Phrygian Gates is a broad monolithic arch roughly 24 minutes long which is built upon a plan that resembles the classic “tour” of the twelve keys. This particular voyage, however, takes a somewhat different route due to the exclusively modal nature of the writing. All the music is sounded in either the Lydian or the Phrygian mode, and the tonal scheme is such that each of the seven different pitches functions first as Lydian, then as Phrygian root. The sequence of roots travels by perfect 5ths half the distance of the full circle: A-E-B-F#-C#-Ab-Eb. Since each of these seven roots has both a Lydian and a Phrygian embodiment, there are a total of 14 sections with the modal oscillation among them providing the structural framework for the music.
The two modes, of course, have strongly opposed affects, and this duality or union of opposites is largely responsible for the music’s expressive content. The Lydian mode with its light, sensual, resonant personality is played off against the more volatile, unstable but often heroic qualities of the Phrygian.
Given the key scheme and the idea of alternating modes, the challenge in composing was to shape a meaningful arch out of the many smaller parts. Each of the 14 smaller sections would have its own special qualities: a different figuration, a new register, a quickening or relaxing of the pulse, a change of amplitude, etc. in some cases, as with Shaker Loops, one section would differ from its predecessor by the manner in which the performer physically produced the sound (cf. the Chopin Preludes). The “gates” of the title would be the moments of change, when some or even all of these elements were subject to transformation.
The obvious danger in an approach of this sort is that the result might strike the listener more as a patchwork construct than as a truly unified statement. Wanting to avoid this disparity, I worked on the piece always with the larger form in mind, one in which the really important change throughout the piece was indeed very gradual. In this sense the music falls into a simple four movement plan that has as its subject the life history of the softly repeated E’s which open the piece. As the music moves through the gates the quietly undulating quavers of the opening are gradually displaced by the stronger, more aggressive 16ths. The energy of these smaller values increases until, somewhere in the tenth minute, it peaks on a grand crescendo of rapidly resounding chords.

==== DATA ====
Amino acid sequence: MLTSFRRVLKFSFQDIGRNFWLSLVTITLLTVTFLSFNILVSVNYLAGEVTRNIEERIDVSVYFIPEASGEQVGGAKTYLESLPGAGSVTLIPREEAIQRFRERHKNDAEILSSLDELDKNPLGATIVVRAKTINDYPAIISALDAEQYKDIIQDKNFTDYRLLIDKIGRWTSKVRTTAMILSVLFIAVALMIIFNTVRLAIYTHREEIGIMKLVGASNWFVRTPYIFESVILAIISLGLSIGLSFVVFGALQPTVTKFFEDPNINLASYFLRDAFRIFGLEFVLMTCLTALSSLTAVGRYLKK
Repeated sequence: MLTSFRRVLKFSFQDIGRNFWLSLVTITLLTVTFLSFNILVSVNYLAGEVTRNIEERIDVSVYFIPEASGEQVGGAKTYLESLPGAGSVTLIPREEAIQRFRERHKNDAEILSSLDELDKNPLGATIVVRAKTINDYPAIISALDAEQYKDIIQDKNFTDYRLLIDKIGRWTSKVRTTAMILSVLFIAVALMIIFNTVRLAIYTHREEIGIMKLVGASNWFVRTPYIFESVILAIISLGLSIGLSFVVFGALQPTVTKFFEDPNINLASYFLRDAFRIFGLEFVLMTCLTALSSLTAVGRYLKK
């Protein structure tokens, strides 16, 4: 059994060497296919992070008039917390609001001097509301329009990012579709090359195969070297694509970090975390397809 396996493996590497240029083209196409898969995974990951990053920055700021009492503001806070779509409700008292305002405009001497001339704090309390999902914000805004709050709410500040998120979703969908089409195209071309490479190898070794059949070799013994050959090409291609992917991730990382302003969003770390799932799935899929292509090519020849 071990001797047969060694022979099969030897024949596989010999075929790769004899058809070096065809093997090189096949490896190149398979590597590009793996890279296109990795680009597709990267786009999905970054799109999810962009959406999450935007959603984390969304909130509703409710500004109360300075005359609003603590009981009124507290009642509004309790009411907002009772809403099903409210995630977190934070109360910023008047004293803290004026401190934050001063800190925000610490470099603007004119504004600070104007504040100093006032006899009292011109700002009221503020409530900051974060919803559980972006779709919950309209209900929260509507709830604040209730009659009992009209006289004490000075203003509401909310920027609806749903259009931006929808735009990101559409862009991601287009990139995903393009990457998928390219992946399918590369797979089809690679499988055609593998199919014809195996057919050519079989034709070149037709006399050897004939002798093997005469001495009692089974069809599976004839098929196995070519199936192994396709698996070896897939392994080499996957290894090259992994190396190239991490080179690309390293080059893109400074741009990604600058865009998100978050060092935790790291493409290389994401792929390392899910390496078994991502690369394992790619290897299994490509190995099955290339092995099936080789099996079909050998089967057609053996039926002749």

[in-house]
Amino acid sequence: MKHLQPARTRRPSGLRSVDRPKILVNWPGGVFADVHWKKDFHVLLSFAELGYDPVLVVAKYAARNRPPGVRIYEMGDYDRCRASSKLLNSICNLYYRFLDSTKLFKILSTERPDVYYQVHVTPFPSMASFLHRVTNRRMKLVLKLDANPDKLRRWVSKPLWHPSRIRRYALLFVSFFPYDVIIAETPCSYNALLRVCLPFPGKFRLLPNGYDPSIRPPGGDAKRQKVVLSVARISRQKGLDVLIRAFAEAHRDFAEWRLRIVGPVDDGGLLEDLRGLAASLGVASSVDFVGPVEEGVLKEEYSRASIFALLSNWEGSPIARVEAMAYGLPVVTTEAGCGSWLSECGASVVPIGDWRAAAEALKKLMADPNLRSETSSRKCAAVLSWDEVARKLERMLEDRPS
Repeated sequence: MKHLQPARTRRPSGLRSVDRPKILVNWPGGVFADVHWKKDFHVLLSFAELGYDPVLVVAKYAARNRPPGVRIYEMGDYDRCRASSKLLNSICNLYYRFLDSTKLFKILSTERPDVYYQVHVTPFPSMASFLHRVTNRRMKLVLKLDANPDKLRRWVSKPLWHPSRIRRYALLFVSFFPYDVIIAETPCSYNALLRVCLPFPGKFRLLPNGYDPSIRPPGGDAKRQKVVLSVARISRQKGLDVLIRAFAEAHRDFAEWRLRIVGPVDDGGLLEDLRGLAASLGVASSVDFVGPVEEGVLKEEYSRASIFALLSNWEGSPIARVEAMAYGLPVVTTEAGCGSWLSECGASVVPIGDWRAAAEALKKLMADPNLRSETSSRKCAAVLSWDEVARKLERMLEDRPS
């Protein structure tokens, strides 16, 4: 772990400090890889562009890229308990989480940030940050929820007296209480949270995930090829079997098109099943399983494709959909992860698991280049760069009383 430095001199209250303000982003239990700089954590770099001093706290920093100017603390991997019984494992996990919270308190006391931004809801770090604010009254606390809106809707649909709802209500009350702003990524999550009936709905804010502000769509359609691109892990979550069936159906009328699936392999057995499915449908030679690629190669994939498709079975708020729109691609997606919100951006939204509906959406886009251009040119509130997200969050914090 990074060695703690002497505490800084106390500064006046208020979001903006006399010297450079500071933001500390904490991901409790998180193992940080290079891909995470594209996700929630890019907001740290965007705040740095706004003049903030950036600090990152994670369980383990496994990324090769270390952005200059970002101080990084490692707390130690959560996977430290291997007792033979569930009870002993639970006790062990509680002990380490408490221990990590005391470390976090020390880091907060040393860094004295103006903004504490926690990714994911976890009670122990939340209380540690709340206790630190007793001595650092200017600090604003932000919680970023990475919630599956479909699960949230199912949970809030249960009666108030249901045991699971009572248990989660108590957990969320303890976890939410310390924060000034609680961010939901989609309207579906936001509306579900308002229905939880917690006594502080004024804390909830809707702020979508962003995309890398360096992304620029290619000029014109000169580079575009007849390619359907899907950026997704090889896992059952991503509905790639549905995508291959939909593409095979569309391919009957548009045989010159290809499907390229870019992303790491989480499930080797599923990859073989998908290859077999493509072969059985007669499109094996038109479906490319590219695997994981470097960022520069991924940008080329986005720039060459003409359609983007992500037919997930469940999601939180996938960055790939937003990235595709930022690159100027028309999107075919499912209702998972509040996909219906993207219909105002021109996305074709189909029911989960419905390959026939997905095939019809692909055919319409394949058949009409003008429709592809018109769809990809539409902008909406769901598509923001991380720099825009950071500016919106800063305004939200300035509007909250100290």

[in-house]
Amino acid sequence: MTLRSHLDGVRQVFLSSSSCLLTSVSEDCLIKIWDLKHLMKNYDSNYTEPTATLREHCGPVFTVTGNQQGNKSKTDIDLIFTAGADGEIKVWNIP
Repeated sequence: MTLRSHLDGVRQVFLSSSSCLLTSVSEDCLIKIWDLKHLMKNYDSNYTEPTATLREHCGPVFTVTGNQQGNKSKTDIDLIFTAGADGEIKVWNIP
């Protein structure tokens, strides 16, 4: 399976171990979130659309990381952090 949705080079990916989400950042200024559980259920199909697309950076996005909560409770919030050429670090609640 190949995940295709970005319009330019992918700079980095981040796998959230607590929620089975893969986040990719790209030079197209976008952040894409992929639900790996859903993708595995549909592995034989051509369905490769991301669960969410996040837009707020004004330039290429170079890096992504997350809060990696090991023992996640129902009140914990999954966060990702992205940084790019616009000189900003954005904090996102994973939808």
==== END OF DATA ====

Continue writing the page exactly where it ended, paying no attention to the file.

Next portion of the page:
This climactic point is followed by a second part which, at a pulse one third faster, eases the high energy of the preceding passage down into the slow third part: a dark calm in C# Phrygian (subtitled “A System of Weights and Measures”) in which the pulsation of the earlier music is now transformed into a quiet, solemn tolling.
This slow tolling is ended abruptly by the appearance of the last section, itself an arc which ascends at high speed (mm.=180) from the rumbling lower depths of the piano up to the “soft peak” some five and half octaves above and then down again in a final “ride out” which, although rapidly alternating modes, maintains its uninterrupted forward motion to the end.
Phrygian Gates was commissioned by Mack McCray and generously funded by a group of members of the board of Trustees of the San Francisco Conservatory of Music (including the late Betty Dinner). It was first performed by McCray on March 17, 1978 at Hellman Hall in San Francisco.